As with many products sold on-line this is not just a local or national issue. These products are sold internationally. If an international on-line retailer is supplying contaminated products these could end-up almost anywhere in the world where that company is prepared top deliver.
Drug Company Turns Its Back On Leukaemia Sufferers
Coming from much loved big-oil I am only too aware of the importance that ethical behaviour can have on a company’s reputation and its potential to impact to the bottom line results and overall value. One of our challenges in auditing is to make sure that short term considerations do not get in the way of correct ethical behaviour.
I was therefore rather disappointed to learn that the manufacturer of a drug which had for many years benefited leukaemia sufferers had decided to withdraw the product so it could be re-introduced under a new name for a new more lucrative market – at a vastly increased price per gram.
You can read the details by clicking on the title below:
I am sure most of us appreciate that it costs money to develop new drugs especially since the introduction of a new drug can take many years. However I do not believe this argument can be applied to the withdrawal of an already successful and useful cancer treatment. In fact it is still far from certain how useful this drug will be in its new much larger Multiple Sclerosis market. Prior to the decision to ‘drop’ the leukaemia market the company was purchased by a much larger drugs group. Perhaps securing post merger ‘synergies’ rather than recovering research costs, played a significant part in the decision to change the business focus? I will let you judge whether this was appropriate ethical behaviour.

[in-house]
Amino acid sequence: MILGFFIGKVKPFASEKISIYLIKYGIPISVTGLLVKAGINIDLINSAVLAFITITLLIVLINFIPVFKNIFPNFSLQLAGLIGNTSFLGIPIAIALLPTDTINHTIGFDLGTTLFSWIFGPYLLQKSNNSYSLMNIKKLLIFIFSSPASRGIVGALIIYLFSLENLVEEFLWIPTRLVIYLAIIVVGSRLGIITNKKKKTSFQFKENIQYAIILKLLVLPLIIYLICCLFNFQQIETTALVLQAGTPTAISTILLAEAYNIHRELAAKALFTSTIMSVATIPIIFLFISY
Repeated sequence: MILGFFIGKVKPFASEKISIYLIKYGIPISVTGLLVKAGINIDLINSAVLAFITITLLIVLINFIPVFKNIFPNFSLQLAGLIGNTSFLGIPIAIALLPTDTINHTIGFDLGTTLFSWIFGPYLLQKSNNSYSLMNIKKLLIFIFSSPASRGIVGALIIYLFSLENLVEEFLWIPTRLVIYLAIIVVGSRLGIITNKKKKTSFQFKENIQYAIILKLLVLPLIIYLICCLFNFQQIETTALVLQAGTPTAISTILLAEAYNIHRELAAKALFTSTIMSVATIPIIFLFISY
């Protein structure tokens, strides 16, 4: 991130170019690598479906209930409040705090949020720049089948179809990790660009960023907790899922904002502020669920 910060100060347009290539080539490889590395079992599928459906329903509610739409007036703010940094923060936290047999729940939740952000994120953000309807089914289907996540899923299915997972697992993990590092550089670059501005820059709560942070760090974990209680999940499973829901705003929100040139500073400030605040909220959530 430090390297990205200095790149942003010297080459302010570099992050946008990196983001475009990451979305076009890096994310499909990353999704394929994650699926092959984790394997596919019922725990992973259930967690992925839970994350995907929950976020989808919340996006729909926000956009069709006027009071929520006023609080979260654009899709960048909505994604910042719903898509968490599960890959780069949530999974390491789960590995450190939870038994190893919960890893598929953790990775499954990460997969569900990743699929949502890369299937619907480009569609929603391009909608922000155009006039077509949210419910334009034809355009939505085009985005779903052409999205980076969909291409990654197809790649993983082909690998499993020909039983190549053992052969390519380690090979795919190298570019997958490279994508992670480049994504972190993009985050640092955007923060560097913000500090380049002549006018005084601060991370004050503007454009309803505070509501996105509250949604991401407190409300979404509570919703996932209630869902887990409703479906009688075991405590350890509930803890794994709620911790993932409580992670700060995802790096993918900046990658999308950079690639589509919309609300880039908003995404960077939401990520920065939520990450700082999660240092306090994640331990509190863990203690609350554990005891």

I would like to dedicate this week’s blog to Ulrike and Astrid and all of my Safety and Financial Control colleagues in Bochum (Germany) to try and make up for the fact that I was unable to get over to see them just before my retirement. Good luck in keeping Germany safe from those nasty risks.
If you found this article interesting you may like to read some of my other recent business risk reviews which are listed below (just click on the title):
Pandemic Risk Management Article by Chris Duggleby (February 2012) (or ‘How to Prepare for the Consequences of Microbial Sex!‘)
When I produce new business risk related articles these will be published under the risk articles section of my website which can be found using the link here. If this kind of information is of interest to you please visit the site again or add http://www.chrisduggleby.com to your browser favourites.